On Thu, Apr 12, 2018 at 12:37 AM, Peter O'Connor email@example.com wrote:
Let's look at a task where there is "one obvious way"
Suppose someone asks: "How can I build a list of squares of the first 100 odd numbers [1, 9, 25, 49, ....] in Python?" The answer is now obvious - few people would do this:
list_of_odd_squares =  for i in range(100): list_of_odd_squares.append((i*2+1)**2)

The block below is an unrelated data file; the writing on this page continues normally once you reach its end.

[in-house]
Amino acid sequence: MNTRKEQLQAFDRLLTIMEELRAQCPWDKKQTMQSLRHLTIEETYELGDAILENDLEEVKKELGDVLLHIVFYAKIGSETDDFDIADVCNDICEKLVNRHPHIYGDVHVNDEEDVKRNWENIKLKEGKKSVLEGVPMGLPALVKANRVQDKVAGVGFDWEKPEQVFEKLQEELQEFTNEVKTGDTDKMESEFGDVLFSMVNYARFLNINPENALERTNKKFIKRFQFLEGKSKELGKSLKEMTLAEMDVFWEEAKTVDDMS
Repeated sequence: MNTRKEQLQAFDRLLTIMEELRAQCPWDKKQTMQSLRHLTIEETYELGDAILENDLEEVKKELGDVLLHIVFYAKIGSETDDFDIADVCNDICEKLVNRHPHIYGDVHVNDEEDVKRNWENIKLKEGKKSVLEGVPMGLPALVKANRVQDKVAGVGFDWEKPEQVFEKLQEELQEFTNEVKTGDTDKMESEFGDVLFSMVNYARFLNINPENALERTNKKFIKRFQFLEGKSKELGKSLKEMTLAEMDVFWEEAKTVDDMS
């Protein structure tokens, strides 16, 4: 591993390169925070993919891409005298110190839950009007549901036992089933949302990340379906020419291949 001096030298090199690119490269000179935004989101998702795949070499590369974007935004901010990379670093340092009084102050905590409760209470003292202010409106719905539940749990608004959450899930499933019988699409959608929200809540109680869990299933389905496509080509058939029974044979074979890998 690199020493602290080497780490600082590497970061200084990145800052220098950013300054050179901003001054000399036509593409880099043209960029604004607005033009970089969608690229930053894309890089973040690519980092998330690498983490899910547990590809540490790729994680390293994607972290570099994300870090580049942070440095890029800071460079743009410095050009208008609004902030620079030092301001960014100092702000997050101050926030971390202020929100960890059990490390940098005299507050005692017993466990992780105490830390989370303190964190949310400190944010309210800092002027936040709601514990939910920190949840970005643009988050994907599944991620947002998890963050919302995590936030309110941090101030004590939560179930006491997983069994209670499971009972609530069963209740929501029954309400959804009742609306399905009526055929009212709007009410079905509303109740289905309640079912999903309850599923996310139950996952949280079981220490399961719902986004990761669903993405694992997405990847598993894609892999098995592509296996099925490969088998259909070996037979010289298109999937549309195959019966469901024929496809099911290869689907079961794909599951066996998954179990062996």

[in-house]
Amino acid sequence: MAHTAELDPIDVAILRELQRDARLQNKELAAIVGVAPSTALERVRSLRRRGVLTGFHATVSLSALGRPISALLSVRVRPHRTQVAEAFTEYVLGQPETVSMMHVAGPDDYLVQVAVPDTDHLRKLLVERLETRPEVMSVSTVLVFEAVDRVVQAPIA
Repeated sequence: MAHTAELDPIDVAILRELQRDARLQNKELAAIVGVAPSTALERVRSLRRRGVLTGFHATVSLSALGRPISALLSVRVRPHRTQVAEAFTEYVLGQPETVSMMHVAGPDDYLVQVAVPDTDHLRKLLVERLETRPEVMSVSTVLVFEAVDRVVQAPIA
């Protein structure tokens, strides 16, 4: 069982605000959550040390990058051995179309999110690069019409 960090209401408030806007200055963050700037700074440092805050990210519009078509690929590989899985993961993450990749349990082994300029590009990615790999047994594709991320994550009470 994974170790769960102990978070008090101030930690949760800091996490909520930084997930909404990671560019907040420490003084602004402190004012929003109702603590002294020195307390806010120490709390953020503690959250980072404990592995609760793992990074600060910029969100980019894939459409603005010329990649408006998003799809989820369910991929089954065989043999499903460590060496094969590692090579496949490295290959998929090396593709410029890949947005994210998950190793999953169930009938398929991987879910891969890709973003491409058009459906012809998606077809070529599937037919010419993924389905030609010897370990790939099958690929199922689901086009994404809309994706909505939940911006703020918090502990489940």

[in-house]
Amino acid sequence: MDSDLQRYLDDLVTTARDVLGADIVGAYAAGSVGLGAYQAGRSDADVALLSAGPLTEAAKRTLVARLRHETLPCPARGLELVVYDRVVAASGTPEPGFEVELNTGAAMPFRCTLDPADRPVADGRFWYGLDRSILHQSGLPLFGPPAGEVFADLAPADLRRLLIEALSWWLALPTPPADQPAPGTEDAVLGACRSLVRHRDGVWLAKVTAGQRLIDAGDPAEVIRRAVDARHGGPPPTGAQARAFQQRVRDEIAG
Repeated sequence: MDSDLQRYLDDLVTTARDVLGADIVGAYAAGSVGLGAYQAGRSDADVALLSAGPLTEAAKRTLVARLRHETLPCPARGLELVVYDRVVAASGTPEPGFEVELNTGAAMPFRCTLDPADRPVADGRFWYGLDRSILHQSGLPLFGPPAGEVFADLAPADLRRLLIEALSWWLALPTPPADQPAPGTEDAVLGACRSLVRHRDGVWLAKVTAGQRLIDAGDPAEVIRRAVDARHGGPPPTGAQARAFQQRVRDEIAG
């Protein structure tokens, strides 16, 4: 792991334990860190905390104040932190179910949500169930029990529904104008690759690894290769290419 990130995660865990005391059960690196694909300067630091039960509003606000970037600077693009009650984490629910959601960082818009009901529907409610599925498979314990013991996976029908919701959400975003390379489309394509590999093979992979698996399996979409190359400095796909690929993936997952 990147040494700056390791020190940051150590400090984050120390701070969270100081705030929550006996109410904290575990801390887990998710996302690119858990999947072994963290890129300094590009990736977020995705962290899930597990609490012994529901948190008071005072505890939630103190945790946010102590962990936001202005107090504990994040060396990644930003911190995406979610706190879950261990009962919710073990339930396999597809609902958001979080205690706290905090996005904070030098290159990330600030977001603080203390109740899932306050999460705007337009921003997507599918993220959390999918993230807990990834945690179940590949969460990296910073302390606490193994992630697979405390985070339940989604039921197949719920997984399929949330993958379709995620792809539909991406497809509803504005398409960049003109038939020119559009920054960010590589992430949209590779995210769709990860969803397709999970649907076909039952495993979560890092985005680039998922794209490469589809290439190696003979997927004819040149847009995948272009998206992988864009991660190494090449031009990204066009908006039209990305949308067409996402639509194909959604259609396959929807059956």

def iter_odd_squares(n)): for i in range(n): yield (i*2+1)**2 list_of_odd_squares = list(iter_odd_squares(100))
Because it's just more clean, compact, readable and "obvious" to do:
list_of_even_squares = [(i*2+1)**2 for i in range(100)]
Maybe I'm being presumptuous, but I think most Python users would agree.
squares = [i**2 for i in range(1, 200, 2)]
So maybe even the obvious examples aren't quite as obvious as you might think.